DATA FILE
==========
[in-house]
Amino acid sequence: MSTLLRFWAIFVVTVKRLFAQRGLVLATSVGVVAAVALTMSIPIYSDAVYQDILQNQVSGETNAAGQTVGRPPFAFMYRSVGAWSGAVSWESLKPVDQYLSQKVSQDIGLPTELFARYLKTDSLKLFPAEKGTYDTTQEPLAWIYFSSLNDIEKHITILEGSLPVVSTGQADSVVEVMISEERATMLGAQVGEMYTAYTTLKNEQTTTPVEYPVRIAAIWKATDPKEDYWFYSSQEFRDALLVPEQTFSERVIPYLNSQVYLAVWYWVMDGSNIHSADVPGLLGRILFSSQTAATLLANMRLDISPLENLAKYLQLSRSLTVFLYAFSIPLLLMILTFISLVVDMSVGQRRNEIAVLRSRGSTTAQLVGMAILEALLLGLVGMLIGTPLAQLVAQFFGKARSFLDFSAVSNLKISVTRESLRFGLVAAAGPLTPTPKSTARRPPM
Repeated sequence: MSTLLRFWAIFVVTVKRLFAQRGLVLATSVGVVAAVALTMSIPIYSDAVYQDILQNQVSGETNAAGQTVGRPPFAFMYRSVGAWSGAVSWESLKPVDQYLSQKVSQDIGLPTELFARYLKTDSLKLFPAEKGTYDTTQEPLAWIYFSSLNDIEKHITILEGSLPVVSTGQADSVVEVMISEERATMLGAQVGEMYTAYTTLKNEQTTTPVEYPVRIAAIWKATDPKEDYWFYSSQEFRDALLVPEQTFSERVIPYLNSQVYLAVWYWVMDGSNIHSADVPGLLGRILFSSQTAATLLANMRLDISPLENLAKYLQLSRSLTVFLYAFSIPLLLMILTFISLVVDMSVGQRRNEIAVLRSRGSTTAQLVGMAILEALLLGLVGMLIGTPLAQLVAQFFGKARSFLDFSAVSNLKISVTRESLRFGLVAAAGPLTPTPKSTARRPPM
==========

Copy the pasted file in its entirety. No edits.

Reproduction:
[in-house]
Amino acid sequence: MSTLLRFWAIFVVTVKRLFAQRGLVLATSVGVVAAVALTMSIPIYSDAVYQDILQNQVSGETNAAGQTVGRPPFAFMYRSVGAWSGAVSWESLKPVDQYLSQKVSQDIGLPTELFARYLKTDSLKLFPAEKGTYDTTQEPLAWIYFSSLNDIEKHITILEGSLPVVSTGQADSVVEVMISEERATMLGAQVGEMYTAYTTLKNEQTTTPVEYPVRIAAIWKATDPKEDYWFYSSQEFRDALLVPEQTFSERVIPYLNSQVYLAVWYWVMDGSNIHSADVPGLLGRILFSSQTAATLLANMRLDISPLENLAKYLQLSRSLTVFLYAFSIPLLLMILTFISLVVDMSVGQRRNEIAVLRSRGSTTAQLVGMAILEALLLGLVGMLIGTPLAQLVAQFFGKARSFLDFSAVSNLKISVTRESLRFGLVAAAGPLTPTPKSTARRPPM
Repeated sequence: MSTLLRFWAIFVVTVKRLFAQRGLVLATSVGVVAAVALTMSIPIYSDAVYQDILQNQVSGETNAAGQTVGRPPFAFMYRSVGAWSGAVSWESLKPVDQYLSQKVSQDIGLPTELFARYLKTDSLKLFPAEKGTYDTTQEPLAWIYFSSLNDIEKHITILEGSLPVVSTGQADSVVEVMISEERATMLGAQVGEMYTAYTTLKNEQTTTPVEYPVRIAAIWKATDPKEDYWFYSSQEFRDALLVPEQTFSERVIPYLNSQVYLAVWYWVMDGSNIHSADVPGLLGRILFSSQTAATLLANMRLDISPLENLAKYLQLSRSLTVFLYAFSIPLLLMILTFISLVVDMSVGQRRNEIAVLRSRGSTTAQLVGMAILEALLLGLVGMLIGTPLAQLVAQFFGKARSFLDFSAVSNLKISVTRESLRFGLVAAAGPLTPTPKSTARRPPM